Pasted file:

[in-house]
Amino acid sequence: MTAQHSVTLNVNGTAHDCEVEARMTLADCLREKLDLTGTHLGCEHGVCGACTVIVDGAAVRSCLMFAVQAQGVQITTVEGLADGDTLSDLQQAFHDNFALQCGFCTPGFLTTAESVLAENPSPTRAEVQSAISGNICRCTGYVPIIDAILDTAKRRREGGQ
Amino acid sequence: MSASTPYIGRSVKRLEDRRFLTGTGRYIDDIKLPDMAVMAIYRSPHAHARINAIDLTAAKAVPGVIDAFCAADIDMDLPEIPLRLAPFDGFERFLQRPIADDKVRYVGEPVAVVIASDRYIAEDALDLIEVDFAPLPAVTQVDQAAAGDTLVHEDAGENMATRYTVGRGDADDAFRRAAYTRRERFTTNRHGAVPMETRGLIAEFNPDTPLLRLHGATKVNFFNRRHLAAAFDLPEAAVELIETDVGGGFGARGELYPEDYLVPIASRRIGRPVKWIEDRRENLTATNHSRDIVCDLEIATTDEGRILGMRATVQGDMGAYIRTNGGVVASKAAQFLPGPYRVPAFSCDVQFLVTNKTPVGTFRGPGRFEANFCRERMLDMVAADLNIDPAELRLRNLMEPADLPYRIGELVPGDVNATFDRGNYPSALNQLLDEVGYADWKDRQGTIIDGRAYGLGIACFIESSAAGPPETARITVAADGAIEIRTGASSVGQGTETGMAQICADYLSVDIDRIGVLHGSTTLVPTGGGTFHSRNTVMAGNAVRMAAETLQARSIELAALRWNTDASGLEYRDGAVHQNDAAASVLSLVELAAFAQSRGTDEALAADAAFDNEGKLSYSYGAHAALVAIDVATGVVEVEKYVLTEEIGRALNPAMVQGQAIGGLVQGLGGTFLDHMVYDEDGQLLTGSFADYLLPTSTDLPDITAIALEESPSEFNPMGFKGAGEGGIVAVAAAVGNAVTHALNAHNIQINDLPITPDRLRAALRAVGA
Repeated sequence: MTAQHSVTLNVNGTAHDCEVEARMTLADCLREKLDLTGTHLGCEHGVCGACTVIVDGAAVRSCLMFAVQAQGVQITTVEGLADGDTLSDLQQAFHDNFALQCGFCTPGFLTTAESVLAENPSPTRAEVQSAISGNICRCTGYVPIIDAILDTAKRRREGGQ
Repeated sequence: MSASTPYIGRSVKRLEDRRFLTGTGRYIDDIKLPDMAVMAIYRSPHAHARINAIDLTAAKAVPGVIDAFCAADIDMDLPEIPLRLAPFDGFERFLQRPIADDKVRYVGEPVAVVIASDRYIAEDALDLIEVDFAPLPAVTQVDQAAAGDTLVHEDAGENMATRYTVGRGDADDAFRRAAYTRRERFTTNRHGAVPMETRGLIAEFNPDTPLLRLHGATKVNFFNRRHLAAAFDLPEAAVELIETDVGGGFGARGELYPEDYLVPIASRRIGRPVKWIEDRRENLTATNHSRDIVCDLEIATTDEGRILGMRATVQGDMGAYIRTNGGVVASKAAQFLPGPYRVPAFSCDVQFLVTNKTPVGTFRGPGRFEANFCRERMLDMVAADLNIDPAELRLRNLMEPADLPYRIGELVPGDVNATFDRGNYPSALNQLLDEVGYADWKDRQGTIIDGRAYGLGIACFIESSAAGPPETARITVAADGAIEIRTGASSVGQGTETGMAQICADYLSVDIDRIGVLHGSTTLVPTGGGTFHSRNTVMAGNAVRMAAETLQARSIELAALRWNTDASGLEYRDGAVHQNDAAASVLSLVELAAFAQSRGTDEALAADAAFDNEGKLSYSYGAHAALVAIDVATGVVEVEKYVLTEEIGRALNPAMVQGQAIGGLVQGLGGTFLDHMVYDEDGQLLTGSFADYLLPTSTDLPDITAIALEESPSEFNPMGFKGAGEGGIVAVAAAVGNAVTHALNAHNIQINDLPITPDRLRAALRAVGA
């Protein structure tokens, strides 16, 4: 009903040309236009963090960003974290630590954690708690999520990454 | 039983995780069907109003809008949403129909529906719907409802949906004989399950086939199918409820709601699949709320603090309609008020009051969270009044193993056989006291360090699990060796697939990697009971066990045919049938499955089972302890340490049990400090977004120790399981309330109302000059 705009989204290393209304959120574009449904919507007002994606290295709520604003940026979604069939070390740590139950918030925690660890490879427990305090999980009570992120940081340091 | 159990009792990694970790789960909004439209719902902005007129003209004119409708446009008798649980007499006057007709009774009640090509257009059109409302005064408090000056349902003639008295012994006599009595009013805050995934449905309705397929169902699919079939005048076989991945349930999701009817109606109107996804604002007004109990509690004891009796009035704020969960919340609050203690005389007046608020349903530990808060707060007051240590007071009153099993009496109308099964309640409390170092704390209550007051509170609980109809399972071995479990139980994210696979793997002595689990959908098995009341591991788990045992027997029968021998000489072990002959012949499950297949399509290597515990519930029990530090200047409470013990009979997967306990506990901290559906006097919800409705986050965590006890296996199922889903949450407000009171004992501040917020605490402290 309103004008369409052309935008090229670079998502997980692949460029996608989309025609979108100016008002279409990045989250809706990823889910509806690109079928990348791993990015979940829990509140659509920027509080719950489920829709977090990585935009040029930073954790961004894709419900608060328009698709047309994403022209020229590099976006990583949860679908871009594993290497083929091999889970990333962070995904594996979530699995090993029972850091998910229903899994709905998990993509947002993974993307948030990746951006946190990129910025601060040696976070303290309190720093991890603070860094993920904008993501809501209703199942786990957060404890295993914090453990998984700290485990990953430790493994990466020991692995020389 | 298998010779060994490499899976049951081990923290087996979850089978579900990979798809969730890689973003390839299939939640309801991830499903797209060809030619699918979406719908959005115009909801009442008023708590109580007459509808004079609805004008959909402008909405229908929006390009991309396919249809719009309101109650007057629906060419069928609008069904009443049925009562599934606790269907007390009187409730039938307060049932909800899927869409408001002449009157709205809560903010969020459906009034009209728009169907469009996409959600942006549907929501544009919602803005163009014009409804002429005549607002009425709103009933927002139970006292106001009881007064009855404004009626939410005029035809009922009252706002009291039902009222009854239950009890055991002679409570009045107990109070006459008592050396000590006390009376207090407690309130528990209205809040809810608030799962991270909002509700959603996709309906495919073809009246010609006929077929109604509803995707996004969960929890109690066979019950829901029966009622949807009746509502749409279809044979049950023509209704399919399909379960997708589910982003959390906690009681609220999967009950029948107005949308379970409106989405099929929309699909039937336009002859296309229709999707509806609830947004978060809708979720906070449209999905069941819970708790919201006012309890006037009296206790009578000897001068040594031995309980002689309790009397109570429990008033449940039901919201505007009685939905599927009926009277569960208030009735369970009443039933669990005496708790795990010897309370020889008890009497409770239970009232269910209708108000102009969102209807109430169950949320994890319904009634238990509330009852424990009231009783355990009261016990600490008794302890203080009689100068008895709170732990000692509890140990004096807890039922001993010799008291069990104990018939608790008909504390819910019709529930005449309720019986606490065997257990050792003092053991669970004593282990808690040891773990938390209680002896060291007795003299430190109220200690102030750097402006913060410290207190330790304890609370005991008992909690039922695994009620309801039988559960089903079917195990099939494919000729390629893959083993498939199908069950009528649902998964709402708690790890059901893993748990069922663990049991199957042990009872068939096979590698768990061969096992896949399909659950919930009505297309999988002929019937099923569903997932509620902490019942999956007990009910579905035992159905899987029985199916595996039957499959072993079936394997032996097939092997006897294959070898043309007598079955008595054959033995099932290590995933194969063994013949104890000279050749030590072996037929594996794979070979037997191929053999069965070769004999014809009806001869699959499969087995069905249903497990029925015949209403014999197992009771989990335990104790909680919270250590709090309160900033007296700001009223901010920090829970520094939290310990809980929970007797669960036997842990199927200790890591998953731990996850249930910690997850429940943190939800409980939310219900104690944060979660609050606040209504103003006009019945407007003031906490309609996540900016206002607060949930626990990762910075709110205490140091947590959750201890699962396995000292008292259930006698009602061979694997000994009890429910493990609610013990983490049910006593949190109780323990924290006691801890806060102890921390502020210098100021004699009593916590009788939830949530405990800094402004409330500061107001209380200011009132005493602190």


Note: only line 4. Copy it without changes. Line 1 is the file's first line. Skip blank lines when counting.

Repeated sequence: MTAQHSVTLNVNGTAHDCEVEARMTLADCLREKLDLTGTHLGCEHGVCGACTVIVDGAAVRSCLMFAVQAQGVQITTVEGLADGDTLSDLQQAFHDNFALQCGFCTPGFLTTAESVLAENPSPTRAEVQSAISGNICRCTGYVPIIDAILDTAKRRREGGQ